Change is a double-edged sword for all businesses. New technology, growing markets and regulatory overhauls can all create new markets and cost-saving opportunities for entrepreneurs. However, they create their share of complications as well. Smart leaders must be prepared to deal with this change.
One of the biggest challenges is living up to customer expectations in an evolving environment. Customers may have a difficult time hearing that you will no longer be able to live up to your end of the contract due to recent events outside your control. On the other hand, advances in technology and more lenient regulations may cause them to develop unreasonable expectations.
How do you manage customer expectations in a changing industry? Here are some thoughts to consider.
Don’t assume everything is outside your control
It is easy to blame stricter regulations or growing competition for your inability to serve your customers. However, you may still be able to meet customer expectations.
You need to be realistic about the complications that these changes create. Try to find a way to live up to your obligations, in spite of these changes.
A few years ago, I was a project manager for a large Internet marketing agency. This company helped its customers improve their search engine rankings with Google. Unfortunately, a couple of changes adversely affected their ability to serve their clients:
- Google began penalizing companies with low-quality content more than ever.
- A number of third-party platforms that helped companies improve their search engine rankings were removed from the search engine rankings.
- Many publishers that the company worked with were more hesitant to assist them due to concerns that Google would continue to penalize sites like theirs.
Initially, it seemed that the company would no longer be able to live up to the promises they made their customers. Then we discovered some other ways to address these challenges. They began shifting towards a PR-based content marketing strategy, which proved to be even more effective.
Sometimes it is impossible to adapt to new standards, but there is usually a solution if you look hard enough.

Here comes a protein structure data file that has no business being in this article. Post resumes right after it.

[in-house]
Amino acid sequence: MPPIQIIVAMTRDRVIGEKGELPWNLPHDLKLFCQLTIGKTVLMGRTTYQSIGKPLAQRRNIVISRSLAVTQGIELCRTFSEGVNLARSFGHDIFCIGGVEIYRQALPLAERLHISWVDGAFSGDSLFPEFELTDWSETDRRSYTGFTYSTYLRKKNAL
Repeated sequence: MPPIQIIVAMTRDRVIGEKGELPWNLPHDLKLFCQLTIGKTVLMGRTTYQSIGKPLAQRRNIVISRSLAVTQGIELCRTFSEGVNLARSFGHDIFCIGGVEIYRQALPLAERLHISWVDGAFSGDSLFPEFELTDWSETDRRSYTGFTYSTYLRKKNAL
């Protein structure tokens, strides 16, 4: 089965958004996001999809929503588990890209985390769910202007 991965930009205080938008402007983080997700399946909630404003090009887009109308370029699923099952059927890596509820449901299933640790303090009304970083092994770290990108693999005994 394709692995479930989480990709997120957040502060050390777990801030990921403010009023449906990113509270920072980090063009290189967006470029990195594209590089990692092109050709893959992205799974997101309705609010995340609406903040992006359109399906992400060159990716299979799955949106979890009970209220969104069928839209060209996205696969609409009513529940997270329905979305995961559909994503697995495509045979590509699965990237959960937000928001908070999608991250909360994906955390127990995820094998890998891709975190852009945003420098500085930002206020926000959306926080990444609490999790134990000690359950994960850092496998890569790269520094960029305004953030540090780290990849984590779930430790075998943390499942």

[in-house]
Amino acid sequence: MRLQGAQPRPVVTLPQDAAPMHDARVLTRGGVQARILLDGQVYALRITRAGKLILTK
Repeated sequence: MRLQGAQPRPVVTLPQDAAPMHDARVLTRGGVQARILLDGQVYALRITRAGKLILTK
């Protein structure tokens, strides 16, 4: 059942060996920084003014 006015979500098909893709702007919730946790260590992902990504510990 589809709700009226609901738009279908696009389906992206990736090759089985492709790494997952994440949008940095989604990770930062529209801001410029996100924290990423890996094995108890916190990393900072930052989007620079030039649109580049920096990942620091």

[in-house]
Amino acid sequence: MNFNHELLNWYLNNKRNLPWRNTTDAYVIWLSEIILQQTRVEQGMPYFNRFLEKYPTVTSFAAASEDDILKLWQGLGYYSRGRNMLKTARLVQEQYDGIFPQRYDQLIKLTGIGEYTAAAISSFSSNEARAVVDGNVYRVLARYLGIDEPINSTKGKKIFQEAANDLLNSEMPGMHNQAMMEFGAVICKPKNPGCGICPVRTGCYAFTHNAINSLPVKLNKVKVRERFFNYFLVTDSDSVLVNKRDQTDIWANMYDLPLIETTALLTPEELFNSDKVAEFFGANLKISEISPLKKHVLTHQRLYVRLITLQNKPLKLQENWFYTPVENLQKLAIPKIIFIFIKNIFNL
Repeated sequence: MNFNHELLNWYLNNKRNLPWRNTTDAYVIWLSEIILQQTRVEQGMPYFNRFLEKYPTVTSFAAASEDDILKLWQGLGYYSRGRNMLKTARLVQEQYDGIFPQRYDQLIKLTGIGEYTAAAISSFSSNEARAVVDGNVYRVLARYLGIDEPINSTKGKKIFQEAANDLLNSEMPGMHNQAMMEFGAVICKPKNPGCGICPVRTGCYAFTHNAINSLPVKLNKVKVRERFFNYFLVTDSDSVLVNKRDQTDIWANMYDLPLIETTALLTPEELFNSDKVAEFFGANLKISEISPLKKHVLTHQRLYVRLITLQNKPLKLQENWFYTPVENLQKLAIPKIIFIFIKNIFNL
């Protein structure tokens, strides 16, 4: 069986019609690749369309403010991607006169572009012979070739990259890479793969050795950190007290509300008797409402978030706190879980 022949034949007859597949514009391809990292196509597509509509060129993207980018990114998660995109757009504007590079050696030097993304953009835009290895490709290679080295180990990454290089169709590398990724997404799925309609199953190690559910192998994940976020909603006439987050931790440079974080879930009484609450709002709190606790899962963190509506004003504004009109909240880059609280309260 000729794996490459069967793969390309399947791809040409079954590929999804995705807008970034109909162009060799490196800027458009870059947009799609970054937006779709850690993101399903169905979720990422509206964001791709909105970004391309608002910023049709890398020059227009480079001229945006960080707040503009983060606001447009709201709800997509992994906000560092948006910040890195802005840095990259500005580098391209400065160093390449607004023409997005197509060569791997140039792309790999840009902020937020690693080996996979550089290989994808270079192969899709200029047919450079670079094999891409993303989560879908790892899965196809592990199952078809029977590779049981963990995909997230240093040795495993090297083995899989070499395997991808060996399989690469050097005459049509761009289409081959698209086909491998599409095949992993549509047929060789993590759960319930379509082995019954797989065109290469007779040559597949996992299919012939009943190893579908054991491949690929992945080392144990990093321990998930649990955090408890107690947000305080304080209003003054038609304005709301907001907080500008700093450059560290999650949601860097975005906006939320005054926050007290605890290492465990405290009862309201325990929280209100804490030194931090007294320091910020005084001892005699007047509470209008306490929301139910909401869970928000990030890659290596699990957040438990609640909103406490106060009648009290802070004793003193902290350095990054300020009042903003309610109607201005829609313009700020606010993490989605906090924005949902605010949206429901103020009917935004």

Cut costs where you can without breaking contracts
You need to prioritize the terms of your contract over anything else. If changes in the market force your hand, you may need to cut back on unwritten promises so that you aren’t in breach of contract.
An example can be seen with my friend’s rental agency in Northern California. The City Council passed a new rent control law that prohibited him from raising rents over 10% in a given year. This meant that his costs for property taxes and insurance were rising faster than he could raise prices. He needed to look for ways to cut costs to maintain a decent profit margin.
Many of the services his agency considered were already guaranteed in the rental agreement with his tenants. He couldn’t change them until all of his tenants’ rental agreements expired, so he needed to find other ways to cut costs. Fortunately, there were plenty of opportunities to take advantage of. You can always negotiate different contract terms after the old ones expire.
Have candid discussions with customers about future expectations
New technology and other opportunities are a boon to both companies and customers. Unfortunately, customer expectations aren’t always realistic. You need to have a frank discussion with your customers and explain that while you opportunities are opening up, they need to taper their expectations to make sure they are reasonable.
Update your business plan to reflect ongoing changes
Change is a complicating factor for all businesses. Your business plan will need to evolve to reflect these changes so that you can continue to adequately serve your customers and manager their expectations to the standards within your industry.